This part of D.A.R.E. has truly been a waste of money. In stating that they wait until a student brings it up D.A.R.E. admits they were piquing interest, making a situation worse by piquing young people’s curiosity, leading to more kids using pot than if they hadn’t brought it up?

      The spokesman just admitted the failure of marijuana prohibition.

      You can fool some of the people some of the time, but you can’t fool all of the people all of the time.

      Looks like D.A.R.E. is fooling fewer and fewer people.

      D.A.R.E. will change its tune when the feds change the page of music they’re all looking off of.

      What will the legalization page look like, you know, so they’re looking off the same sheet of music?

      Think Colorado!

      “The Rocky Mountain Way is better than the way we had.”

      Rocky Mountain Way

      by

      Joe Walsh

    7. Evening Bud says:

      This reminds me of an incident that happened back in the 1990s. My brother was a teacher’s aid at a junior high school at that time, and he told me that during an assembly in the gym, they had an anti-drug speaker. Don’t recall if he was part of the DARE program or not. But after he finished his speech, he asked the kids? “What do we say to drugs?” And they hollered back in unison, “Just say yes!”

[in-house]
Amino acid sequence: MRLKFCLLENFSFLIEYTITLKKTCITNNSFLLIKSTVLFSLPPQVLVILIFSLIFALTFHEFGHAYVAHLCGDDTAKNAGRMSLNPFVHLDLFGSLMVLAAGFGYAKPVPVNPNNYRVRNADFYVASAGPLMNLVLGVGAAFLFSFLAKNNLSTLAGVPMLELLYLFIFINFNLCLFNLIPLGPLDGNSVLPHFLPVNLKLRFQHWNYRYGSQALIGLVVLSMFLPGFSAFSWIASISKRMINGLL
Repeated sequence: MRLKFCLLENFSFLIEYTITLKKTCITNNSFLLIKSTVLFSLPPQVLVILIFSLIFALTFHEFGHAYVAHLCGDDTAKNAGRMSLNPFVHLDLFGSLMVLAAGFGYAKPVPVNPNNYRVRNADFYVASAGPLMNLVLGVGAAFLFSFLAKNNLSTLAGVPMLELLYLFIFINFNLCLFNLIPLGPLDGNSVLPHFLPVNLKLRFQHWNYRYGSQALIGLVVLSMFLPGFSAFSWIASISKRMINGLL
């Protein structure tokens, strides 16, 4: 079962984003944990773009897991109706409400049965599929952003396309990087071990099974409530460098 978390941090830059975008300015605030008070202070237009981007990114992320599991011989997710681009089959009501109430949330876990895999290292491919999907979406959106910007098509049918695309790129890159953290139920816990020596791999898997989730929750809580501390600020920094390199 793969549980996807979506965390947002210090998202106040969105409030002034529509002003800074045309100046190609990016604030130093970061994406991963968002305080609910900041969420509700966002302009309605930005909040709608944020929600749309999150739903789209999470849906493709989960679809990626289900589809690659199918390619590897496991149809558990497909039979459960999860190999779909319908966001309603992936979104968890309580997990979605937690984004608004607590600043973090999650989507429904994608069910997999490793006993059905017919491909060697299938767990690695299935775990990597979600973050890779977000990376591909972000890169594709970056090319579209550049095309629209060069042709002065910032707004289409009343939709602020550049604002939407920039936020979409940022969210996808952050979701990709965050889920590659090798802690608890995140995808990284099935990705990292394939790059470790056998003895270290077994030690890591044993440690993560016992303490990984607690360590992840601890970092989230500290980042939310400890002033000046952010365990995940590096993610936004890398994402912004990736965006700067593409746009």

My brother said their loud reply left the guy shocked and the principal angry.

      Those junior high kids are all adults now.

    8. Douglas says:

      It make the pro cannabis probiton falks feel good

    9. Dustin says:

      Only thing DARE taught me (taken 3 times 5th grade 6th grade 9th grade) was what kind of drugs I wanted to try.

    10. Pissed says:

      The lies that the government tells for the sake of public health and safety! The moral sacrifices they make for us, the citizens! From DARE, to how safe vaccines are, to 9/11 esp NIST’s explanation of tower 7’s demolition, to how freedom-hating the Taliban are, to WMDs in Iraq, to how necessary the Patriot Act is, to how noble the israeli occupation is, back to cannabis having no medical use! The lies continue and the truth suppressed.